Along about 1937, facing a midlife crisis at 40 and sensing that the Great Depression was finally over, a New York sportswriter named Paul Gallico decided to change his life. He had tried his hand at several branches of journalism, fired from a spot as a movie reviewer for being too snarky, before landing at the sports desk of the Daily News.

Others might have thought it a demotion for someone so talented, and Gallico himself later admitted that he indulged in all the clichés and purple prose the business had to offer. But he took the job seriously, and he did something that no other sportswriter would do—at least more than once—until George Plimpton came along a couple of decades later: Though not the most gifted of athletes himself, Gallico went into the boxing ring with the great Jack Dempsey and got himself clobbered and then knocked out in the space of less than two minutes. He jumped in the pool to race Johnny Weismuller, a champion swimmer before becoming the Tarzan of short-feature fame. He faced Dizzy Dean at the plate and nearly got killed by a fastball. He played golf, tennis, basketball, football, polo, and faro against the stars of those games, and he wrote about what he saw and did out on the beat. For good measure, he founded the Golden Gloves award.

But in 1937, Gallico was ready for something new. The following year, he pulled together a collection of his best writing, meaningfully called Farewell to Sport, writing in the introduction that he was reluctantly abandoning a calling that he termed “an old and good friend and companion to me” and allowing that he was “lingering as long as one dares before the final, irrevocable shutting of the door.”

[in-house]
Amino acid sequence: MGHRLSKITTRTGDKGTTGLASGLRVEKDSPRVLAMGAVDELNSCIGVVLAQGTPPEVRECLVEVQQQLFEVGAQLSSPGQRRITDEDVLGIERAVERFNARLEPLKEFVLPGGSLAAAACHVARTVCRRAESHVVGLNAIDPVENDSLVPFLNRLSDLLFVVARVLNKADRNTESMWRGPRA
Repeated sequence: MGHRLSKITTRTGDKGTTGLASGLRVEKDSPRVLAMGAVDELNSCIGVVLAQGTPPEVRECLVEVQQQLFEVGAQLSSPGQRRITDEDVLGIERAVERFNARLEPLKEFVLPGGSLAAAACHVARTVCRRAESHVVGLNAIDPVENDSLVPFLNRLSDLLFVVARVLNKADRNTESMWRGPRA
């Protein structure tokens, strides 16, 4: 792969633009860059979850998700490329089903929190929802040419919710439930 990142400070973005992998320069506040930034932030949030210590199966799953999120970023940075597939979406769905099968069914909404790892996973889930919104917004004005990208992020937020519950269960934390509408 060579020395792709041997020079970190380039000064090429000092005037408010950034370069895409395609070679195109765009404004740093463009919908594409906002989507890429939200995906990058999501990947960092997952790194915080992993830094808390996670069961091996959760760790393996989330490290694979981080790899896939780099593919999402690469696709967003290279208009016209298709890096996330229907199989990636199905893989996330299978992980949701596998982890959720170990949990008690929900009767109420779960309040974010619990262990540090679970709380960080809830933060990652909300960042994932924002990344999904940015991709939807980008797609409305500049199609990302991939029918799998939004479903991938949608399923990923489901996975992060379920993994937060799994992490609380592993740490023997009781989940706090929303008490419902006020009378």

Gallico cover He started to write in earnest: fiction, sketches, lots of magazine pieces. He moved to England, where World War II was beginning to heat up, publishing a novel whose modern knight-errant hero was something of a Gallico alter ego: an inky wretch who learns spycraft and martial arts and goes off to fight the Nazis pretty well single-handedly. After the war began for real, Gallico turned in a sentimental but memorable story called “The Snow Goose,” which the Saturday Evening Post published. Its hero, an artist who, like Gallico, was living a quiet life on the English coast, rehabilitates a wounded bird. “He was a friend to all things wild,” Gallico writes of his hero, “and the wild things repaid him with their friendship.” So the snow goose does, witnessing the artist’s death while heroically saving British soldiers from the beach at Dunkirk.

For the next 35 years, Gallico enjoyed great success as a commercial novelist, never much liked by the critics but eminently capable of turning in satisfying potboilers like The Poseidon Adventure, Thomasina, and Mrs ’Arris Goes to Paris. By the time he died in 1976, he had published some 50 novels. He even returned to sportswriting long enough to write the story and then the script for the Lou Gehrig biopic Pride of the Yankees, lingering at the door for just a little bit longer.

Gregory McNamee is a contributing editor.